Making art allows him to give back
When Terry Williams got word last week that he had won an $8,000 grant from the Minnesota Arts Board, he and his wife shared a high five. Then they announced their good news to pretty much everyone they knew.
It was a big deal for the Rosemount couple, the latest sign that Terry made the right decision 10 years ago when he left behind a collection of pay-the-bills jobs to dedicate himself to being a full-time artist.
It's been a long and sometimes sweaty journey. Back when he first realized he no longer wanted to be a telemarketer or work construction, he literally walked the streets looking for a foothold in the Twin Cities art world. With five or six paintings strapped to his back, he went from gallery to gallery looking for someone willing to display his work. To his surprise, he found many of the galleries very welcoming.
"That gave me a lot of confidence," said Williams, who moved to Rosemount with his family two years ago and spends most of his days working from a studio in the basement of their townhome. "I'd do a show here and a show there."
Williams started as a painter, but these days he works mainly with tissue paper and acrylics. He glues the paper to a backing, then scrunches and swirls it to get the look he wants. From a distance, it could be paint, but up close there is a three-dimensional quality to the work. Williams paints over the top of the paper because otherwise the colors fade quickly. The finished products, some of which take 100 hours or more, are vibrant scenes featuring musicians or basketball players, wine bottles or wildlife. Currently he is creating a series of abstract works.
Williams' career grew steadily from those original gallery shows. Over the years there were more galleries and art fairs. Last year, he attended 30 shows. His wife, Christine, is his business manager as well as an artist in her own right.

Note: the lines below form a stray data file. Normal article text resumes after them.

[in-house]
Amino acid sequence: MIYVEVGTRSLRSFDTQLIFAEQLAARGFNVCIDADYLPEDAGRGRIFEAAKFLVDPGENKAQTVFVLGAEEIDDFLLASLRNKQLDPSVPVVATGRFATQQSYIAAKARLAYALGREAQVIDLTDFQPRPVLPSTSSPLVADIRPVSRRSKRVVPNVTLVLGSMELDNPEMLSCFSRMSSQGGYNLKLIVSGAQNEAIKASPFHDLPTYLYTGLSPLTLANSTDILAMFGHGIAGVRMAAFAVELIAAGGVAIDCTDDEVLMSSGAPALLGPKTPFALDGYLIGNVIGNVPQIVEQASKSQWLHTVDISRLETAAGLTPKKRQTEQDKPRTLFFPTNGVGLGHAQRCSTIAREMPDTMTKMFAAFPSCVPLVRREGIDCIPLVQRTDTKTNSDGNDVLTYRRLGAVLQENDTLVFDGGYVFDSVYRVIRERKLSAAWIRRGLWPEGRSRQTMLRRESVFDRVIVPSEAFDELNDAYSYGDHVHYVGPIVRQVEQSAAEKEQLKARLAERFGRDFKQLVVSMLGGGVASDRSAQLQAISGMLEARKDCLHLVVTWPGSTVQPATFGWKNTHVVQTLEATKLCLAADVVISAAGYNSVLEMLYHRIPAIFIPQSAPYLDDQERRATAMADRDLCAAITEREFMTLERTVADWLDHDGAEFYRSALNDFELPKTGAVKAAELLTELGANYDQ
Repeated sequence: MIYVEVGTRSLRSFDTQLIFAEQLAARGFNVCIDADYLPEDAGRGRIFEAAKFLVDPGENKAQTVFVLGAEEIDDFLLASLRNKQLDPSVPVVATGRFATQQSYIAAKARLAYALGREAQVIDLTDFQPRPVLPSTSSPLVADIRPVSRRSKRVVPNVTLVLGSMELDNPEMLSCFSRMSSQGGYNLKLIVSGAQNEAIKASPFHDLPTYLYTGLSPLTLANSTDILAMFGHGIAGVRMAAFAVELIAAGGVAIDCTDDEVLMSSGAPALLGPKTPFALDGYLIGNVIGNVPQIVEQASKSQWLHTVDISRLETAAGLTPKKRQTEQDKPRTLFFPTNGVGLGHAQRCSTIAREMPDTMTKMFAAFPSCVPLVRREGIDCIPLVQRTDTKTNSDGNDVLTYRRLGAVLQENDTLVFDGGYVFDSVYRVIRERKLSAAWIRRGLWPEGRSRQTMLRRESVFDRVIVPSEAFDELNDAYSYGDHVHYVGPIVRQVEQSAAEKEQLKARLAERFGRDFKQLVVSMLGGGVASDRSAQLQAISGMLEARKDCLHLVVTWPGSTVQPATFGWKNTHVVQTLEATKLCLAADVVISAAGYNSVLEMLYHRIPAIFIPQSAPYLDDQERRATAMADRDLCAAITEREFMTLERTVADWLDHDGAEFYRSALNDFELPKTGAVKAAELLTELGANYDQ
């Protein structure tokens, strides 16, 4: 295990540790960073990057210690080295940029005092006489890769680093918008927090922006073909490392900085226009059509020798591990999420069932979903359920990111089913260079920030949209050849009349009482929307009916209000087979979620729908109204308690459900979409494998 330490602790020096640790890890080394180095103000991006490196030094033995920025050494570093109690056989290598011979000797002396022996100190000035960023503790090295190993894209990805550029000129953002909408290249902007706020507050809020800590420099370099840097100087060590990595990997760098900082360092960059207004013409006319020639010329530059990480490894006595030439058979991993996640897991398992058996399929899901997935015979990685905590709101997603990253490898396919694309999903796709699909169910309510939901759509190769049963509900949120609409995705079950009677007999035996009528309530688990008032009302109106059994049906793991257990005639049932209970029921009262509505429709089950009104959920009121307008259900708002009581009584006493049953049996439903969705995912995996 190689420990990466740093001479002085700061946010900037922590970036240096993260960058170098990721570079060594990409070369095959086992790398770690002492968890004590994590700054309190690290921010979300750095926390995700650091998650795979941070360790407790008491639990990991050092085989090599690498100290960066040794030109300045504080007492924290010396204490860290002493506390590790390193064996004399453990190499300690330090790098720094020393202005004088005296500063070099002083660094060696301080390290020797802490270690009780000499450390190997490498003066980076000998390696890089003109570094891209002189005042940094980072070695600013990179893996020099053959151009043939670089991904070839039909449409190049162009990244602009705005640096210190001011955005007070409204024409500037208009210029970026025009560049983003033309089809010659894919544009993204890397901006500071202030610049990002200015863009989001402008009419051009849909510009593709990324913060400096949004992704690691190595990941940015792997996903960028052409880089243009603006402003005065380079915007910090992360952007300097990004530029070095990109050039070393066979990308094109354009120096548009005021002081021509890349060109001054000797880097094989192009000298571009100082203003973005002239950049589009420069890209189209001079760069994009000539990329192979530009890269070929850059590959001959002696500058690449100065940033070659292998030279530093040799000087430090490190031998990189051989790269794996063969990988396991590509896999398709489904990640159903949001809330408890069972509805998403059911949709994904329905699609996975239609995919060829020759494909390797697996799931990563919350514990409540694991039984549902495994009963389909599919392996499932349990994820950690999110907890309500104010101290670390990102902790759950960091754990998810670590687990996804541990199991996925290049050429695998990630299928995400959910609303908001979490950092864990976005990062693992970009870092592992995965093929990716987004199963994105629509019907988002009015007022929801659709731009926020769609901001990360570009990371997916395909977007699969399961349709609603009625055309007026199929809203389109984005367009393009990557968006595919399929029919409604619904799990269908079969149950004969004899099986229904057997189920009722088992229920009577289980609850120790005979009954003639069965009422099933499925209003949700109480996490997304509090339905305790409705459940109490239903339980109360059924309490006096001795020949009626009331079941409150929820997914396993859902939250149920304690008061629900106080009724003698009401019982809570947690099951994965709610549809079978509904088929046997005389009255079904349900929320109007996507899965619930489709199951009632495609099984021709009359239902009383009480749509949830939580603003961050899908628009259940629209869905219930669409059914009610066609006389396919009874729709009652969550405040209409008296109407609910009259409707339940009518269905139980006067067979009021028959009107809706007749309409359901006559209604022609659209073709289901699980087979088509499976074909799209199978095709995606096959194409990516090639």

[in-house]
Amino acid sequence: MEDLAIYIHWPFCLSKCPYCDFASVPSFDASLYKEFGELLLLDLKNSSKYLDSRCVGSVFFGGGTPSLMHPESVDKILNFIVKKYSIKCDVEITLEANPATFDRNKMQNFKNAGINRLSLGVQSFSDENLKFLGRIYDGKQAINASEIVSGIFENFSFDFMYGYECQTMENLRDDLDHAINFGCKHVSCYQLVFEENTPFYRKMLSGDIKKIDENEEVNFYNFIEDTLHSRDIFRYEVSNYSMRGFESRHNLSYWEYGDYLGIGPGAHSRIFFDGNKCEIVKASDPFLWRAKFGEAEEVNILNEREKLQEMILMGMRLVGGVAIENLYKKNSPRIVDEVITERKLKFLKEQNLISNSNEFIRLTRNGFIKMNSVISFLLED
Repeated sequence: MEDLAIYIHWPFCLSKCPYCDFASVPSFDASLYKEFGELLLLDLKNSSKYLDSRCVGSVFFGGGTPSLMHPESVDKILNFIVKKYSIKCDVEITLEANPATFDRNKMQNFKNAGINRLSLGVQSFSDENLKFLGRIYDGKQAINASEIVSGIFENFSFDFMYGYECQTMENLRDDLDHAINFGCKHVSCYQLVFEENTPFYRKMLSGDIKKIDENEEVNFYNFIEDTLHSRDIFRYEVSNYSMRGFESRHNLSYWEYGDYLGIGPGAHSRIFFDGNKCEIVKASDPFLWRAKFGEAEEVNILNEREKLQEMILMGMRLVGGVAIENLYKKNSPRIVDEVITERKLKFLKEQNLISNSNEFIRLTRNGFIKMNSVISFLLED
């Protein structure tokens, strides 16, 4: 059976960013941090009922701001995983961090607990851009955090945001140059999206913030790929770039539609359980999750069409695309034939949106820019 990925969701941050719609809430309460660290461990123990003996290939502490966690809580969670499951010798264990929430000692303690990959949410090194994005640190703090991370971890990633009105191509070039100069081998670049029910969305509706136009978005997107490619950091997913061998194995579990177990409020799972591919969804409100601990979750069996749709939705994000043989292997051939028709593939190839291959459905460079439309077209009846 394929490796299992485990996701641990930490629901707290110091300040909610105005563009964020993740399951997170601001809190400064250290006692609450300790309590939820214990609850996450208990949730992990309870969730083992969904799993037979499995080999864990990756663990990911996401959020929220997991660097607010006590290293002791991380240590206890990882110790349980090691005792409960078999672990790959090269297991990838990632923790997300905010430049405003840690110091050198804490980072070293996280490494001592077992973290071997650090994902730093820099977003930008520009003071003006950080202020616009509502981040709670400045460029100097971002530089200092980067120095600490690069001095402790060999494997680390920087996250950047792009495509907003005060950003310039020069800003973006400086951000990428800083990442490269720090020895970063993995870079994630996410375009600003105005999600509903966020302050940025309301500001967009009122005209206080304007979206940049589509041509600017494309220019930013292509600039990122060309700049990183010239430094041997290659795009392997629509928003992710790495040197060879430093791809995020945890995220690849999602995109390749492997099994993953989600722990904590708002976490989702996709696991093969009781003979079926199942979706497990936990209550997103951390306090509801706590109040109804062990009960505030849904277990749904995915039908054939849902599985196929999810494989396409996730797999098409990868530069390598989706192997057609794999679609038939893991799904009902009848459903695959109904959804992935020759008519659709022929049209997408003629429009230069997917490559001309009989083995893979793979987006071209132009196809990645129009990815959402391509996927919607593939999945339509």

The couple's current schedule is a far cry from the earliest days of Williams' career as an artist. He was 9 years old when his family moved from St. Louis to North Minneapolis. He liked to draw, but mostly he was interested in comic book characters. He was hanging out with friends one day when a man asked for help moving boxes into a building.
"He's pretty crafty," Williams said. "He probably had a plan for us."
The man was an artist named Bill Svendsgaard, and he helped start the first 4-H club in North Minneapolis. Williams gives Svendsgaard credit for putting a paintbrush in his hand. He let Williams paint a mural - a collection of Fat Albert characters - on the walls of the center where the club met. And he nurtured Williams' early interest in art until it bloomed like the flowers in some of the young artists' earliest paintings. Whenever he attends an art fair, Williams brings with him a book he calls his art Bible, a scrapbook Svendsgaard put together for him filled with photos, news stories and a purple ribbon Williams earned at the Hennepin County Fair.
The help Williams got from Svendsgaard has made him passionate about being a mentor. He volunteers in the schools in North Minneapolis, and he's made it a goal to start a non-profit organization and build the kind of community center he once got to decorate with paintings of cartoon characters.
"We've got to build something the kids can come to," he said.
This grant is the next step in that process. The Minnesota State Arts Board's Cultural Community Partnership grant will allow Williams to create works he says will tell the stories of residents in North Minneapolis. He plans to create several large-format pieces, mostly focusing on the community that formed after a tornado destroyed hundreds of homes two years ago.
"I saw a unity," said Williams, who still has family in north Minneapolis. "I saw people coming together and putting their differences aside.... It touched me. It really did."
This is the second year Williams has applied for the grant. He and his wife attended grant-writing seminars after their application went unfunded last year.
Williams already has many of the ideas for these works in his head, including one that will feature community members of all ages rebuilding a home brick by brick. He expects to spend about 500 hours on the project altogether, and will display the finished works at North Minneapolis' FLOW art crawl in July and at a solo exhibit later in the year.
Williams hopes this grant will be the first of many. For now, though, he's happy just to have the one.
"It made me feel like it's not for nay," he said. "It was nice to know the hard work we put in paid off."
That seems worth a high five.